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A Brief Guide to Writing Short Stories Effectively (writing short stories) A short story is basically a condensed version of a book or a rapidly progressing story. It has fewer characters than a novel and covers less amount of time. A short story generally is around 6,000 words or 6 pages. Do your research and organization before you begin to write. Outline your plot and the background. Make sure they make sense and flow together. Individually list the events of the story in the order in which they occur. Create your characters. Not just their name and role in the story, but as if they were real people with real lives. By creating more information for your characters you will get a sense of what they would do or how they would be and convey that to your writing. By creating an outline you will have a point of reference to look back upon and make sure you have included all vital points of the story. When writing a short story, you will need a captivating first paragraph. You have roughly 5 to 7 lines to appeal to your reads unlike novels that have the whole first chapter. This can actually make or break your story. You will need to grab their attention and keep it to make them want to read more. By starting the plot in the first few sentences it will make people want to know more. They will keep reading to find out who is involved and why. Keep the timeline of events brief. You are writing a short story and the timeline should match that. A timeline of a day, a week, or maybe even a month is generally the span a story should cover. Use character dialogue as a way to move the plot ahead. In a short story there is no time for general chitchat. By using the character dialogue you are deepening the plot as well as moving it along. Do not add unnecessary characters. By adding them you are wasting time one someone that is not linked to your story or its plot. Provide swift and precise details to keep the story moving. Elaborate descriptions of characters, plot, or surroundings will only waste your words and are not essential to making a good story. Use short words instead of phrases that mean the same thing. Building to the climax should be most of the story. Keep the conflicts building to the climax simple and easy to understand. You writing should be able to evoke the following emotions empathy, pain, hurt, despair, surprise, and desire just to name a few. Since the story is only a few pages long in its entirety it is necessary to maintain consistency through out the beginning, middle, and end. Make sure the dialog and plot complement each other. Keep the same point of view through out the story. You are almost ready to be published. After completing your own proofreading and editing, let someone else read it, a neighbor, your spouse, colleague, or a close friend. Even if they are not writers themselves they will be able to help point out any grammar errors. They will be able to tell you if something just doesn’t make sense. You are trying to fit a lot of captivating information in a small space; it is easy to leave something out. Something you may not catch because you know what is supposed to happen, while your will not. By following these simple rules, you will be able to write a short story that is captivating and effective. Writing short stories isn’t for everyone. Many writers like more detail and for short stories the space is just not available.

Web Hosting - All About Domain Names "What's in a name?" Shakespeare asks in Romeo and Juliet. In the case of your web site the answer is: quite a lot. A domain name is the English (or other) language designator for your site. Because of the way the Internet functions, that name is associated with an IP address, a numeric identifier that computers and network components use to connect a browser to a web site. It's not mandatory that a site has a name. But directing visitors by IP address can quickly generate difficulties. Having an IP address IS mandatory, since it's ultimately the way a web site is located by other computers and network software. In the early days of the Internet the name was chosen carefully in order to help a person remember the URL. That made it easier to type, too. With hotspots on a page, great search engines, social networking and other contemporary tools, that's not as important now. But from a marketing perspective, it still helps to have a good name. It's still beneficial to have a site called 'CheapTVs.com' if what you sell are inexpensive TV sets. Calling your site, 'InexpensiveElectronicVisualDisplayDevices.com' may describe your business in some way, but it's a little harder to refer a new person to your site. Which name you choose can, therefore, affect how much traffic your site gets, how soon. Sooner or later, if you have information and/or products/services that people want, word will get around. But having a good name can certainly help. Love them or hate them, the Google company chose well. Of course, the fact is that there are millions of web sites around the world. That means, you don't necessarily get the name of your first choice. ICANN (Internet Corporation for Assigned Names and Numbers) is the internationally recognized authority for managing IP addresses across the worldwide Internet, along with the top-level domain name-parts (.com, .net, .org, .edu, and so forth). But registering a name is done by simply contacting any of a hundred organizations that work as intermediaries to establish and track the names. GoDaddy, Register.com, Network Solutions and a great many others provide the service for anywhere from free to a few dollars per month or year. You contact them by navigating to their web site. Then, using a feature they all provide, you can select a possible name. They use something called whois and other software to determine if the name is already claimed. Or, you can check yourself at www.whois.com. Registration is for a limited time, but typically renewable in perpetuity provided you pay the (usually annual) fee. You may have to go through several choices to find a domain name that isn't already in use. With so many millions of sites, the odds of you getting your first choice is slim, unless you have a highly unusual imagination. But, it's also true that domains tend to die or expire. As they do, the name becomes available for use by someone new. A method for getting on a 'waiting list' is available. You register the name you want and if and when the name becomes available, you are offered the chance to claim it. Naturally, there's competition even on the waiting list for 'good' names. There are many different ways of establishing priority that vary by company. At any given time there are thousands of so-called auctions going on to bid on names. Give some thought to your new domain name and research its availability, but don't stress over it. The name isn't everything. After all, if Google had built a search engine that delivered usable results only 10% of the time, their name would be mud.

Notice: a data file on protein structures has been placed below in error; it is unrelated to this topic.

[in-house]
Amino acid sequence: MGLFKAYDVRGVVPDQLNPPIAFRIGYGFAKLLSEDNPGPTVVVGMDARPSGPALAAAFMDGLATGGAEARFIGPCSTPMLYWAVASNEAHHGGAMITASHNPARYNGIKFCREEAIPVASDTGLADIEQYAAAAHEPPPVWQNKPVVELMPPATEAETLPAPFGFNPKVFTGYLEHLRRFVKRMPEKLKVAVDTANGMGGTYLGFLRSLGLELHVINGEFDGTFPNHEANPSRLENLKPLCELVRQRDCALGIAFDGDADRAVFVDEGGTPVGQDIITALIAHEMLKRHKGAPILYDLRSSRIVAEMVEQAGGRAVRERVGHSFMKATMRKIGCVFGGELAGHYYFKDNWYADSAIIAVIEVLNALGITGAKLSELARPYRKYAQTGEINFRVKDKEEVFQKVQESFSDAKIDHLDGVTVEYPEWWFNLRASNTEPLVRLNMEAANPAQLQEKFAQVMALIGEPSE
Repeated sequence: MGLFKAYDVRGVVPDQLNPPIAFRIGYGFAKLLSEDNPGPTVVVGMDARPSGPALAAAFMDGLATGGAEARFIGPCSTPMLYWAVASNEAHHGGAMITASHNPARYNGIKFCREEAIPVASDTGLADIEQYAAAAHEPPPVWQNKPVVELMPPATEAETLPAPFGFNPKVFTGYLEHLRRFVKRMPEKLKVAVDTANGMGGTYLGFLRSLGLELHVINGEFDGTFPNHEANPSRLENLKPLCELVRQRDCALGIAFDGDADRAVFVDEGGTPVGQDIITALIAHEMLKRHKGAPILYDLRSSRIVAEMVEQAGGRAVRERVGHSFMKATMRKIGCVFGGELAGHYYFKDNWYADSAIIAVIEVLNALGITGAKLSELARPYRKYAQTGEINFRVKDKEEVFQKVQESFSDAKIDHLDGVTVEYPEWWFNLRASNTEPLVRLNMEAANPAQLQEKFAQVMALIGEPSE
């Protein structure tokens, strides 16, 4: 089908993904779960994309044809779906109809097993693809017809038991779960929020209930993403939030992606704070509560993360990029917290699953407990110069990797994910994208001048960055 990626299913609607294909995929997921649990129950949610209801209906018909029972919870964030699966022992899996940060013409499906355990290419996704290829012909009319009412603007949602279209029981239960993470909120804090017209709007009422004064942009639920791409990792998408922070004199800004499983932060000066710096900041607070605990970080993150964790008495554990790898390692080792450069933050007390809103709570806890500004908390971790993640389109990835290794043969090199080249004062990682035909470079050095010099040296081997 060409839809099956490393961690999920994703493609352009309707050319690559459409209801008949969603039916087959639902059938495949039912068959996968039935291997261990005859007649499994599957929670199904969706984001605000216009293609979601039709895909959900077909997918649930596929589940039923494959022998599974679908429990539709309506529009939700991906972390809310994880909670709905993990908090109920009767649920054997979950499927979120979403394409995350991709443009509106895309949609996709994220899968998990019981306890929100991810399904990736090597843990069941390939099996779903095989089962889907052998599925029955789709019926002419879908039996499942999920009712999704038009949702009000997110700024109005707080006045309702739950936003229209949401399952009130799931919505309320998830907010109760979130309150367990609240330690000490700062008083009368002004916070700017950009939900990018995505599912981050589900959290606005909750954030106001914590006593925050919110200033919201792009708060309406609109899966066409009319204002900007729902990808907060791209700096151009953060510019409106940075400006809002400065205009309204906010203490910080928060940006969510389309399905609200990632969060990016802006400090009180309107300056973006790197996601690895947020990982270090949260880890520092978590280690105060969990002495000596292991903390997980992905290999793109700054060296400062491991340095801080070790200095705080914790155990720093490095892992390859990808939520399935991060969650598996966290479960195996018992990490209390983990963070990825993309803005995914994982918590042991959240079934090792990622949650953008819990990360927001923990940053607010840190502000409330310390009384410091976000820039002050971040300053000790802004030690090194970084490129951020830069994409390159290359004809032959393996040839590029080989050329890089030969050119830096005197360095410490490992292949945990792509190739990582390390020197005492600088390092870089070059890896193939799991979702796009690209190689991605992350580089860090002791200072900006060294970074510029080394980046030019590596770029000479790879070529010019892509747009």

Web Hosting - All About Domain Names "What's in a name?" Shakespeare asks in Romeo and Juliet. In the case of your web site the answer is: quite a lot. A domain name is the English (or other) language designator for your site. Because of the way the Internet functions, that name is associated with an IP address, a numeric identifier that computers and network components use to connect a browser to a web site. It's not mandatory that a site has a name. But directing visitors by IP address can quickly generate difficulties. Having an IP address IS mandatory, since it's ultimately the way a web site is located by other computers and network software. In the early days of the Internet the name was chosen carefully in order to help a person remember the URL. That made it easier to type, too. With hotspots on a page, great search engines, social networking and other contemporary tools, that's not as important now. But from a marketing perspective, it still helps to have a good name. It's still beneficial to have a site called 'CheapTVs.com' if what you sell are inexpensive TV sets. Calling your site, 'InexpensiveElectronicVisualDisplayDevices.com' may describe your business in some way, but it's a little harder to refer a new person to your site. Which name you choose can, therefore, affect how much traffic your site gets, how soon. Sooner or later, if you have information and/or products/services that people want, word will get around. But having a good name can certainly help. Love them or hate them, the Google company chose well. Of course, the fact is that there are millions of web sites around the world. That means, you don't necessarily get the name of your first choice. ICANN (Internet Corporation for Assigned Names and Numbers) is the internationally recognized authority for managing IP addresses across the worldwide Internet, along with the top-level domain name-parts (.com, .net, .org, .edu, and so forth). But registering a name is done by simply contacting any of a hundred organizations that work as intermediaries to establish and track the names. GoDaddy, Register.com, Network Solutions and a great many others provide the service for anywhere from free to a few dollars per month or year. You contact them by navigating to their web site. Then, using a feature they all provide, you can select a possible name. They use something called whois and other software to determine if the name is already claimed. Or, you can check yourself at www.whois.com. Registration is for a limited time, but typically renewable in perpetuity provided you pay the (usually annual) fee. You may have to go through several choices to find a domain name that isn't already in use. With so many millions of sites, the odds of you getting your first choice is slim, unless you have a highly unusual imagination. But, it's also true that domains tend to die or expire. As they do, the name becomes available for use by someone new. A method for getting on a 'waiting list' is available. You register the name you want and if and when the name becomes available, you are offered the chance to claim it. Naturally, there's competition even on the waiting list for 'good' names. There are many different ways of establishing priority that vary by company. At any given time there are thousands of so-called auctions going on to bid on names. Give some thought to your new domain name and research its availability, but don't stress over it. The name isn't everything. After all, if Google had built a search engine that delivered usable results only 10% of the time, their name would be mud.